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Take a congruence subgroup of $\Gamma \subset PSL_{2}(Z)$ and a representation, $\rho:\Gamma \rightarrow C^{\times}$. I was wondering if it's true that some power of $\rho$ is trivial, i.e. $\rho^{N} = 1$ for $N$ large enough?

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There is a subgroup in $PSL_2(Z)$ of finite index isomorphic to $F_2$, the free group of two elements. – yeshengkui Nov 29 '12 at 22:32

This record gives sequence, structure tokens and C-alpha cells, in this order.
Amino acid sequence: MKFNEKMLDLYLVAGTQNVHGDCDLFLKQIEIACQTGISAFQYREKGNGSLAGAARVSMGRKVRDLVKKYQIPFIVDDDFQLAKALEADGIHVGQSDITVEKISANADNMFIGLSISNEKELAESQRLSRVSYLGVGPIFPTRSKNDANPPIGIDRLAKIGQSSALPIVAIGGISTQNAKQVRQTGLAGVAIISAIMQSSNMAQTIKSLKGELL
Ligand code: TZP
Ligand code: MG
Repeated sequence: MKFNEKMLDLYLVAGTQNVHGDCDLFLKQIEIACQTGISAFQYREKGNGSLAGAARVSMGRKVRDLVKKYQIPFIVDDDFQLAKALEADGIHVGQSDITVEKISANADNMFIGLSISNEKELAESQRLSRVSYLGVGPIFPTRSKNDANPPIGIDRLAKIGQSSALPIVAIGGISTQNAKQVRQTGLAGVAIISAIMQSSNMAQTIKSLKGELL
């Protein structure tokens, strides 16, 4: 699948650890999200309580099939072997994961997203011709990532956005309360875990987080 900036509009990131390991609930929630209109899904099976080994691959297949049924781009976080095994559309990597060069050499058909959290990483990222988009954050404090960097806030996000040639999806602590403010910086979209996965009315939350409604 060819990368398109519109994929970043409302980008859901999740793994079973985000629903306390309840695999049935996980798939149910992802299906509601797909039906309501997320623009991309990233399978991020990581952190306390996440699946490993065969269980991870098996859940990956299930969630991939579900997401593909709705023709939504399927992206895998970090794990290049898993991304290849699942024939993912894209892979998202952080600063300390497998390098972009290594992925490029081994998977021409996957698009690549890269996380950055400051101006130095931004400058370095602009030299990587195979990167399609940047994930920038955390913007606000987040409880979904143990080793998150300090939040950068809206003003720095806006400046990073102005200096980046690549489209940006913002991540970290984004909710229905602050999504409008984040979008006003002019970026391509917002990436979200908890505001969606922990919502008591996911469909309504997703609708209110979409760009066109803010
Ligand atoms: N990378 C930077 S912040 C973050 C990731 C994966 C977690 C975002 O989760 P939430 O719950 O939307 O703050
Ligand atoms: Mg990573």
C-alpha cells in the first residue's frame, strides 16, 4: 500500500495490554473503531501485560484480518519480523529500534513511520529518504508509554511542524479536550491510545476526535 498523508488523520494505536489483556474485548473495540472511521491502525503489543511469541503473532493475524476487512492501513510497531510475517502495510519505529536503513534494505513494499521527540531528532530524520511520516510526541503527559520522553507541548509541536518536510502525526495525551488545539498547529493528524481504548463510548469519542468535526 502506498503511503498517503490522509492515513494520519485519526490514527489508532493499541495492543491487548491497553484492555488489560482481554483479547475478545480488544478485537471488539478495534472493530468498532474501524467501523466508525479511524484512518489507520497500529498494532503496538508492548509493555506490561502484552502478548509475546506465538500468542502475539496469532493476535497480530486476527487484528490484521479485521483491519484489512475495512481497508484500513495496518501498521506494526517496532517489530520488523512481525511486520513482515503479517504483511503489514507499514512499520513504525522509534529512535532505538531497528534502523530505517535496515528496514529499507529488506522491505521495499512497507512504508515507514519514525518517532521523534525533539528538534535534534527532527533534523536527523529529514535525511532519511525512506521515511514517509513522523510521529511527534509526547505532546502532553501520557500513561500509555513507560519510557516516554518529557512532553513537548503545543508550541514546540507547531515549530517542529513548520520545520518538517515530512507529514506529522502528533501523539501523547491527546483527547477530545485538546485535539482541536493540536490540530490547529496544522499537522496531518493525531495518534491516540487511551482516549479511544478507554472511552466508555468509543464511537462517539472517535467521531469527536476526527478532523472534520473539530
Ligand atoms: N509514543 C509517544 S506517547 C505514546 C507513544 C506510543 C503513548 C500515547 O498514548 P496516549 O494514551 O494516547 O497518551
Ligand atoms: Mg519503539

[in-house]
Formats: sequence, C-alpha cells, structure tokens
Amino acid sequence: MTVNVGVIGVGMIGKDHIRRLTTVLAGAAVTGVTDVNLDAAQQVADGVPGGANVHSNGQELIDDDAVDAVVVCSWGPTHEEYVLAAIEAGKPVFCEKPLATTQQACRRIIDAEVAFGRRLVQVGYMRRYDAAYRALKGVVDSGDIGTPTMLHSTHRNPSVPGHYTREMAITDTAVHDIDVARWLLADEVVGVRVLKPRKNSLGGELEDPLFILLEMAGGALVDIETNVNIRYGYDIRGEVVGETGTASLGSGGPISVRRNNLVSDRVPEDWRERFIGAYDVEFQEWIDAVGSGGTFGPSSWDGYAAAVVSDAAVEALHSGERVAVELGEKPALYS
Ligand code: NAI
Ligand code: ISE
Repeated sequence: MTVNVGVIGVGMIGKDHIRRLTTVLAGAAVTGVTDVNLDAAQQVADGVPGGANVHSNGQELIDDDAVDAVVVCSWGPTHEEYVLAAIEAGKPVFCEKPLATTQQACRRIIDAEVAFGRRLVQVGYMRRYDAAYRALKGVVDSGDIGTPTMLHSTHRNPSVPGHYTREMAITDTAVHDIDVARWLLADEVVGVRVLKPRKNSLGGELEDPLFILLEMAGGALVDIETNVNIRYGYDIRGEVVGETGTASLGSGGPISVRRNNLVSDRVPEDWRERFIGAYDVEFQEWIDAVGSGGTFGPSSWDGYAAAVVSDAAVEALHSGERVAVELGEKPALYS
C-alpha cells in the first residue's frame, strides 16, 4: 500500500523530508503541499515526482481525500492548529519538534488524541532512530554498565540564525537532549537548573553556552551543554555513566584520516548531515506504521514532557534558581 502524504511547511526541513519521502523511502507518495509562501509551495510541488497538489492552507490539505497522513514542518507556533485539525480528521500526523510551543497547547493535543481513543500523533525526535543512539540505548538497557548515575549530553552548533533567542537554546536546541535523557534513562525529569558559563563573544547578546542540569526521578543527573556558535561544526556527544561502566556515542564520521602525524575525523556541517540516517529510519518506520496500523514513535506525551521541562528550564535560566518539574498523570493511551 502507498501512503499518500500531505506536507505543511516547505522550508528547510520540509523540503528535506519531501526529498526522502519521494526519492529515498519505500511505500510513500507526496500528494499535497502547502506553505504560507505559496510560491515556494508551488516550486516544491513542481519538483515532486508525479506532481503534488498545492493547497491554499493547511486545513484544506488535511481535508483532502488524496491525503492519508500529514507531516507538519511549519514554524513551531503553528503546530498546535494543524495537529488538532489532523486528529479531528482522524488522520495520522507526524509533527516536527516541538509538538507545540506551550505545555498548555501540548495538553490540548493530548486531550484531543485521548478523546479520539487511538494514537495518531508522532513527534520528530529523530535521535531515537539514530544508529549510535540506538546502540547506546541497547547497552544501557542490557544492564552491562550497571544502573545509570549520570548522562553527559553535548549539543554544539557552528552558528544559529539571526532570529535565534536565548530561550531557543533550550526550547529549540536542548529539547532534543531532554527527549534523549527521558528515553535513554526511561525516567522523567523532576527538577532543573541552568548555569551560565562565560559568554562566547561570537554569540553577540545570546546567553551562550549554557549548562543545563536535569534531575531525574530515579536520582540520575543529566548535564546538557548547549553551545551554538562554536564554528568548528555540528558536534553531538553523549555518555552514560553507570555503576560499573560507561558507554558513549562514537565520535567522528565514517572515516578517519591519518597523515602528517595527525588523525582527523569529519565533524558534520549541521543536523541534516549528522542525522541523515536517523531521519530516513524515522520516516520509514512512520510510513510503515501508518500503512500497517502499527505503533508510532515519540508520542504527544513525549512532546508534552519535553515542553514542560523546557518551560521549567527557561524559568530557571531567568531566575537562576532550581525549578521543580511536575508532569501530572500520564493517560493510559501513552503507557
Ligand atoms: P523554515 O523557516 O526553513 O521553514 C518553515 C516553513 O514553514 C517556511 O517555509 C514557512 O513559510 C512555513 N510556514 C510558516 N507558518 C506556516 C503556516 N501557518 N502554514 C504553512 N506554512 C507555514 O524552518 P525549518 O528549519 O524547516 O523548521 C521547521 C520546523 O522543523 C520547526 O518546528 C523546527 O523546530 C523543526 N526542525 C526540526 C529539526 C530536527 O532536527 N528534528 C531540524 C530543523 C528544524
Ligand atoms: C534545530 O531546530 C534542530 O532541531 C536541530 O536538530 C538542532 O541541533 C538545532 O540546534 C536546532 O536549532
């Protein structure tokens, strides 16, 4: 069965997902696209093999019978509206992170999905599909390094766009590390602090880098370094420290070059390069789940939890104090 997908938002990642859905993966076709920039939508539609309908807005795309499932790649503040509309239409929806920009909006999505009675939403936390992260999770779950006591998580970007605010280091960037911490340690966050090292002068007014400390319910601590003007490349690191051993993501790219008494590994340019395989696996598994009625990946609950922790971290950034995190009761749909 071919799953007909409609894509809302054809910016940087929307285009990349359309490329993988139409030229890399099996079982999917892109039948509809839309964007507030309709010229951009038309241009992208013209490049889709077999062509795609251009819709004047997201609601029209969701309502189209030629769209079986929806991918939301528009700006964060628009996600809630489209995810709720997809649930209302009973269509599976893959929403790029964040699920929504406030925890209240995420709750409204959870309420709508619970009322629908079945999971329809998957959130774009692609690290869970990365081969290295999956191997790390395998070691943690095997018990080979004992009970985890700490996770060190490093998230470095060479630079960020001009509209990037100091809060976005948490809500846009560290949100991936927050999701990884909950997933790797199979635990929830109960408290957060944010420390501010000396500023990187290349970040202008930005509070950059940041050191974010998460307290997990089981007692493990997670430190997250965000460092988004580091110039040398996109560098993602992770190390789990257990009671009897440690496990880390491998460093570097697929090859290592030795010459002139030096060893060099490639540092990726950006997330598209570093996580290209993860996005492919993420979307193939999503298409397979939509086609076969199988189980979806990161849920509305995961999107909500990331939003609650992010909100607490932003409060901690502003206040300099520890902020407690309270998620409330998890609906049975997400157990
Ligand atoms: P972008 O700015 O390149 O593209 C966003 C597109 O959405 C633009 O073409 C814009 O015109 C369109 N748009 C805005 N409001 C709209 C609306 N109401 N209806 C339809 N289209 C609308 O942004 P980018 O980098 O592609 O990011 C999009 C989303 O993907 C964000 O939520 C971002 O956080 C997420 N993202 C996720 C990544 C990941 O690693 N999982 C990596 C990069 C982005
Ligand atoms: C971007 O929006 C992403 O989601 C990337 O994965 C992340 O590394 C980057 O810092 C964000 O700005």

/is this a congruence group? – Adam Nov 30 '12 at 0:16
You just need a torsion-free congruence-subgroup $Γ=\Gamma(N)$ in $PSL(2,Z)$, it is then automatically free. In fact, for every $N\ge 2$, the congruence subgroup $\Gamma(N)$ is torsion-free. – Misha Nov 30 '12 at 1:07

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